Posted on Thursday, September 24th, 2015


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Alastair Summerlee, President

Alastair Summerlee 

When I have the opportunity to thank someone personally who has donated to The BetterPlanet Project fundraising campaign, they often tell me they believe the University of Guelph is a good place to invest their gift because they know it will produce positive results. And it doesn’t matter whether I’m talking to one of our alumni who contributed to a scholarship fund or the CEO of a major corporation that supports a research chair.
I’ve also heard the words “invest” and “results” in recent conversations about our top showing in a national survey that evaluated inventiveness at Canadian universities. For the second year in a row, U of G was identified as having the lowest per-invention cost of any Canadian university: less than $1 million per disclosure.
In total, the University’s $150-million research budget produced 181 invention disclosures in the past year evaluated by The Impact Group consulting firm. 
It’s not surprising that many U of G discoveries relate to new crop varieties and technologies that improve food processing. Our research history began in agriculture, but our long-standing agreement with the Ontario ministries of agriculture and food and rural affairs now supports a diverse menu of research, teaching and outreach programs that benefit all Ontarians.
Guelph innovations improve our food supply, our health, our communities, culture and society as well as the health of animals and the environment we all share. In financial terms, Ontario’s $88 million annual investment in U of G innovation returns about $1.15 billion in economic impact across the province. 
We are continually expanding the University’s sphere of innovation as new technologies allow us to look deeper into the biology of plants and animals. A U of G invention licensed this summer illustrates that point. Our investment in a patented technology developed by chemistry professor Mario Monteiro will be used to manufacture human vaccines to treatClostridium difficile infections. The potential benefits for human health are enormous.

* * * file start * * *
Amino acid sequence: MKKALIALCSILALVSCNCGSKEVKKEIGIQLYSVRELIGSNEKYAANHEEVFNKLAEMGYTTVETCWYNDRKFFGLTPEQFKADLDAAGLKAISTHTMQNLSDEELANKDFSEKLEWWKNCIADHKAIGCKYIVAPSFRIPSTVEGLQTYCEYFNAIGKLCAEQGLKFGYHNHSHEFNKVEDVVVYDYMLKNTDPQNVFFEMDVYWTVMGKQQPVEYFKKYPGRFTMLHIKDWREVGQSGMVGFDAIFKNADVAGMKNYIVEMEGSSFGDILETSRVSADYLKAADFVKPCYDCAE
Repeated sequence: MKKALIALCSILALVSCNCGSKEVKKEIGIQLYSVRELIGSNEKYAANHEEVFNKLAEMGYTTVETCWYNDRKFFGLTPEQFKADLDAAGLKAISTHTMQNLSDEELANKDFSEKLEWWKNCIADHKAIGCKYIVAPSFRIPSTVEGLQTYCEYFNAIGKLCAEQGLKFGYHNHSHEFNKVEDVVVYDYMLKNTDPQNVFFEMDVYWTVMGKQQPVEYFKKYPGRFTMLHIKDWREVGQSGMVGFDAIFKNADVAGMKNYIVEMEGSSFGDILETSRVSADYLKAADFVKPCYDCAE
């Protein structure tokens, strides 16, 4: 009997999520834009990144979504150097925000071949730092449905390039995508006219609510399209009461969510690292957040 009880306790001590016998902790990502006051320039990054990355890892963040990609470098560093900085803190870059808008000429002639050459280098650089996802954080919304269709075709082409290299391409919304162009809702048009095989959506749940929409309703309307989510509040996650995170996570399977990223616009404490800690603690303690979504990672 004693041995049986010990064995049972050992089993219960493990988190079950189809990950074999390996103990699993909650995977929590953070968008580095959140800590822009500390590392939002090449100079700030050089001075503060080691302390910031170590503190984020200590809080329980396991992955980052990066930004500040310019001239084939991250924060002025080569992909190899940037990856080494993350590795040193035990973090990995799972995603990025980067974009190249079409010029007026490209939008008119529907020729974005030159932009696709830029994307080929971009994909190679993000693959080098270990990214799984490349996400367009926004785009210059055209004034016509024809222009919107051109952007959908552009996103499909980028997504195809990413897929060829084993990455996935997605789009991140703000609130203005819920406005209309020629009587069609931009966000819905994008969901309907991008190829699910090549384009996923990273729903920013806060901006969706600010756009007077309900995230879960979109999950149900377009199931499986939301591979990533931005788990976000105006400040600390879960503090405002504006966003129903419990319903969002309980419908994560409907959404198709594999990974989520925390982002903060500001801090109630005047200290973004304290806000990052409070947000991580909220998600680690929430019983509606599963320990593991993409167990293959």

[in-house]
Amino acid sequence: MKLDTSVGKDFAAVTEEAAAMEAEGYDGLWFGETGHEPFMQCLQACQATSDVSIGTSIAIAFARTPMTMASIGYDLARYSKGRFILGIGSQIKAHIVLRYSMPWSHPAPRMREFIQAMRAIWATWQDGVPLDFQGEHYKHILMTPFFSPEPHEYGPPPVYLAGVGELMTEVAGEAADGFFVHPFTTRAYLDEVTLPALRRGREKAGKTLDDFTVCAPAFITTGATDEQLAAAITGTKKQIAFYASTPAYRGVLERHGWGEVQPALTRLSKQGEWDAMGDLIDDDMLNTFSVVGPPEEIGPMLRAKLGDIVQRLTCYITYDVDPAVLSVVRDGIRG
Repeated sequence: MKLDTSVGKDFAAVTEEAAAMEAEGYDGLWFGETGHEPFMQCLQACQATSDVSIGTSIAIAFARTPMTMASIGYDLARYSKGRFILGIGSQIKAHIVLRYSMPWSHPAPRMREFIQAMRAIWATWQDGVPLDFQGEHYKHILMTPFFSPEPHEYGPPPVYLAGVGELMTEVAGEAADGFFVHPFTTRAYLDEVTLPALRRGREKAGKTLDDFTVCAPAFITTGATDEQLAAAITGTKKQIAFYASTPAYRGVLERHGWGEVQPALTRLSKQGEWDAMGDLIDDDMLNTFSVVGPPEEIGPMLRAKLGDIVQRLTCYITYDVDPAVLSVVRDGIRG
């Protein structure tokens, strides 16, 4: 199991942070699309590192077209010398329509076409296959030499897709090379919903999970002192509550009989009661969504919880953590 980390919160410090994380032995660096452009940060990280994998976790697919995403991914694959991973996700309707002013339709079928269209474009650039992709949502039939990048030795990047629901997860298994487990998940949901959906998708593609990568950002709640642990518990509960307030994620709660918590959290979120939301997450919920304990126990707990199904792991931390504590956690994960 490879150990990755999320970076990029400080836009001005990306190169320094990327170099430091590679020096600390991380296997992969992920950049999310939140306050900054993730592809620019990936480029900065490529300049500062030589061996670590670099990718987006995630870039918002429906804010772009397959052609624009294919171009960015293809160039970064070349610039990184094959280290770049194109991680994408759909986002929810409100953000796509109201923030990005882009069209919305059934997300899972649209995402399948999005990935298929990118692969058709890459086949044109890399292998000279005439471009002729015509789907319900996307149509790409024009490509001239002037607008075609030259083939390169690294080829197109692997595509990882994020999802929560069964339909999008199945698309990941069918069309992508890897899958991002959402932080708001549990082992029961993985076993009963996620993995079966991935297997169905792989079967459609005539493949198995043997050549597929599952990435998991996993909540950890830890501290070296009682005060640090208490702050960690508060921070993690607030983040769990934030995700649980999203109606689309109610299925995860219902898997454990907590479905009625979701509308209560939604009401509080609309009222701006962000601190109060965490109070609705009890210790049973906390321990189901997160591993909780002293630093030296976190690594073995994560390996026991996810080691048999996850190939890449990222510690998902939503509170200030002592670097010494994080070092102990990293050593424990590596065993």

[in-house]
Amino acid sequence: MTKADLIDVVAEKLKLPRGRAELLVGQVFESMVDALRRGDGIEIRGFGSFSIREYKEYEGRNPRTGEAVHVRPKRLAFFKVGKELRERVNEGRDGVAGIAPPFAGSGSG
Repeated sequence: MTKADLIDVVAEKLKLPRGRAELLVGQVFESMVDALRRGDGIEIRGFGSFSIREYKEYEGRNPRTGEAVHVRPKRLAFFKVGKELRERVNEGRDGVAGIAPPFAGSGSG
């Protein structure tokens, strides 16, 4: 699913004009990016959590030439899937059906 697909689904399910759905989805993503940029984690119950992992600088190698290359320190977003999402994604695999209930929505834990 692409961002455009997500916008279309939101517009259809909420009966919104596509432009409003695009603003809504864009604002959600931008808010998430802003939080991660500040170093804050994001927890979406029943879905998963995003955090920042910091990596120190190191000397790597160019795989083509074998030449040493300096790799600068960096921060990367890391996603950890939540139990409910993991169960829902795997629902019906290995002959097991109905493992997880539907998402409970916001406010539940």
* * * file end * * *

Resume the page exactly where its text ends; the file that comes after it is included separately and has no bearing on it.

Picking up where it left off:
To press the point a little further, other Guelph technologies now available for licensing include trans-free, low saturate shortening designed for bakery products; a line of canola resistant to root maggot; and a new way to synthesize metal sulfides used in lithium battery cathodes and photoconductors. 
Our inventive mindset is also evident in new fellowships awarded to PhD students who are working to commercialize two Guelph ideas: a portable probe to help verify seafood species using DNA barcodes and a palm-sized metal fish that can combat life-threatening anemia in developing countries by releasing iron when boiled with food in a cooking pot. 
Not all University innovations can be patented, but their impact on society, on the education sector and on our students, in particular, can be profound.
The summer also brought news of a large federal grant that will allow professor and musician Ajay Heble to advance his community-based work in musical improvisation – it’s an area of academic research and outreach “invented” by his team of scholars in the arts and humanities. 
Research published by postdoc Ian Mosby generated public outrage across Canada with the finding that aboriginal children and adults were once used as unwitting subjects in nutritional experiments by government officials.
History professor Jacqueline Murray and business professor Trent Tucker will return to their classrooms this fall with national teaching awards: she for her work with enquiry-based learning in first-year seminars, he for creative instruction that allows first-year students to benefit from experiential programs normally reserved for upper-year courses.
Inventiveness is evident across campus, embraced by researchers and teachers and increasingly by students who share our belief that the results we achieve here can improve our own lives and living conditions for other people around the world. There is no better result from the investment of intellect, time and money in the future of the University of Guelph.

Alastair Summerlee

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